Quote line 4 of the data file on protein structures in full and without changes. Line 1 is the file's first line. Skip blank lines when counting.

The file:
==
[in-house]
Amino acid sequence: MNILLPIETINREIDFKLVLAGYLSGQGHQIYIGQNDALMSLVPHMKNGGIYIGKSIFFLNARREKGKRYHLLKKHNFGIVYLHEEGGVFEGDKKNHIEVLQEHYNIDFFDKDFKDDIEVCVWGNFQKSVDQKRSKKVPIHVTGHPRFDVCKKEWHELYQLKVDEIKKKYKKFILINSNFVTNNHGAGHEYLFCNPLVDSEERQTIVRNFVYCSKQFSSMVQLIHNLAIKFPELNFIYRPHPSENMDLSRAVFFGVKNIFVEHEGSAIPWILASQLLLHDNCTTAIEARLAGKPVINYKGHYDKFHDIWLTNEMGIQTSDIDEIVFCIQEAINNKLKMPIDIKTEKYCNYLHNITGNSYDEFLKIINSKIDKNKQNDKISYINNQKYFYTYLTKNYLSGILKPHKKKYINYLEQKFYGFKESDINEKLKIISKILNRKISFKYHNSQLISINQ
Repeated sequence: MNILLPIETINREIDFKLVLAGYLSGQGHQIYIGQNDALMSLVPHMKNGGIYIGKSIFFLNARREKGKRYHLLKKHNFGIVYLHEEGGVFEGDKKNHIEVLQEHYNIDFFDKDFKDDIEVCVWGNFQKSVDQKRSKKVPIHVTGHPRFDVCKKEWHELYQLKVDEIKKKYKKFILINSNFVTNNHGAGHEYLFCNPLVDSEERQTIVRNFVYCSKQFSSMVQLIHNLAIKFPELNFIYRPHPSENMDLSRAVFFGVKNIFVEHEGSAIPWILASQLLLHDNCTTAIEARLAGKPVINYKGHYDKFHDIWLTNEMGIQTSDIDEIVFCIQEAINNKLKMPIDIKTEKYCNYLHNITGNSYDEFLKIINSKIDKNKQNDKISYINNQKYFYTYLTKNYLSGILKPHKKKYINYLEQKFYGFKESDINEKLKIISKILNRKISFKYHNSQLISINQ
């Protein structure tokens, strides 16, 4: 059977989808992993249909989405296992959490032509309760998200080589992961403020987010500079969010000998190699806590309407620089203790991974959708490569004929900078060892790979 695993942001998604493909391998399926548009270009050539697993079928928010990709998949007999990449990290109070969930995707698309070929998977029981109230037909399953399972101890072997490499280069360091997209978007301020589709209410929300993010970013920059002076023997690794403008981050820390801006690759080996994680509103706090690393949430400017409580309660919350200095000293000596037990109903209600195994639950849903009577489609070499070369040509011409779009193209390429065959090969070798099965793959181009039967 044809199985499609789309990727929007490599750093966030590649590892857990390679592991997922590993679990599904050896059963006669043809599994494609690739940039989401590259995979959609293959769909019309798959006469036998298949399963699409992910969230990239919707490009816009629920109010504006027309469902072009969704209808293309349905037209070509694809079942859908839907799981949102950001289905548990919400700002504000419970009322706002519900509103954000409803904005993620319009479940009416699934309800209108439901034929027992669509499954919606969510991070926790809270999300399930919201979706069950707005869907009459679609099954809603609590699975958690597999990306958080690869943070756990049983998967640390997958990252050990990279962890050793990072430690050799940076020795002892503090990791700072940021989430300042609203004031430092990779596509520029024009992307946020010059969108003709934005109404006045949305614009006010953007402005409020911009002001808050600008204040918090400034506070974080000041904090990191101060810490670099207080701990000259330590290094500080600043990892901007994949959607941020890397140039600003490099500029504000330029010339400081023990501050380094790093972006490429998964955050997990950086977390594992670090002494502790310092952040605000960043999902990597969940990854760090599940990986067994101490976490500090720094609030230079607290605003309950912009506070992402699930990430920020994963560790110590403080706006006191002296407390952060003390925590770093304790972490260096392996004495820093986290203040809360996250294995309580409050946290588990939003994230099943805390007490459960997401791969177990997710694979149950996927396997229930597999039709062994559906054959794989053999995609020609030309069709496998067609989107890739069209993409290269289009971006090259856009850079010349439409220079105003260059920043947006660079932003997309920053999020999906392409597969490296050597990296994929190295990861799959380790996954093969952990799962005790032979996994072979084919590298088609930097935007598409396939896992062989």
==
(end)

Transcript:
């Protein structure tokens, strides 16, 4: 059977989808992993249909989405296992959490032509309760998200080589992961403020987010500079969010000998190699806590309407620089203790991974959708490569004929900078060892790979 695993942001998604493909391998399926548009270009050539697993079928928010990709998949007999990449990290109070969930995707698309070929998977029981109230037909399953399972101890072997490499280069360091997209978007301020589709209410929300993010970013920059002076023997690794403008981050820390801006690759080996994680509103706090690393949430400017409580309660919350200095000293000596037990109903209600195994639950849903009577489609070499070369040509011409779009193209390429065959090969070798099965793959181009039967 044809199985499609789309990727929007490599750093966030590649590892857990390679592991997922590993679990599904050896059963006669043809599994494609690739940039989401590259995979959609293959769909019309798959006469036998298949399963699409992910969230990239919707490009816009629920109010504006027309469902072009969704209808293309349905037209070509694809079942859908839907799981949102950001289905548990919400700002504000419970009322706002519900509103954000409803904005993620319009479940009416699934309800209108439901034929027992669509499954919606969510991070926790809270999300399930919201979706069950707005869907009459679609099954809603609590699975958690597999990306958080690869943070756990049983998967640390997958990252050990990279962890050793990072430690050799940076020795002892503090990791700072940021989430300042609203004031430092990779596509520029024009992307946020010059969108003709934005109404006045949305614009006010953007402005409020911009002001808050600008204040918090400034506070974080000041904090990191101060810490670099207080701990000259330590290094500080600043990892901007994949959607941020890397140039600003490099500029504000330029010339400081023990501050380094790093972006490429998964955050997990950086977390594992670090002494502790310092952040605000960043999902990597969940990854760090599940990986067994101490976490500090720094609030230079607290605003309950912009506070992402699930990430920020994963560790110590403080706006006191002296407390952060003390925590770093304790972490260096392996004495820093986290203040809360996250294995309580409050946290588990939003994230099943805390007490459960997401791969177990997710694979149950996927396997229930597999039709062994559906054959794989053999995609020609030309069709496998067609989107890739069209993409290269289009971006090259856009850079010349439409220079105003260059920043947006660079932003997309920053999020999906392409597969490296050597990296994929190295990861799959380790996954093969952990799962005790032979996994072979084919590298088609930097935007598409396939896992062989």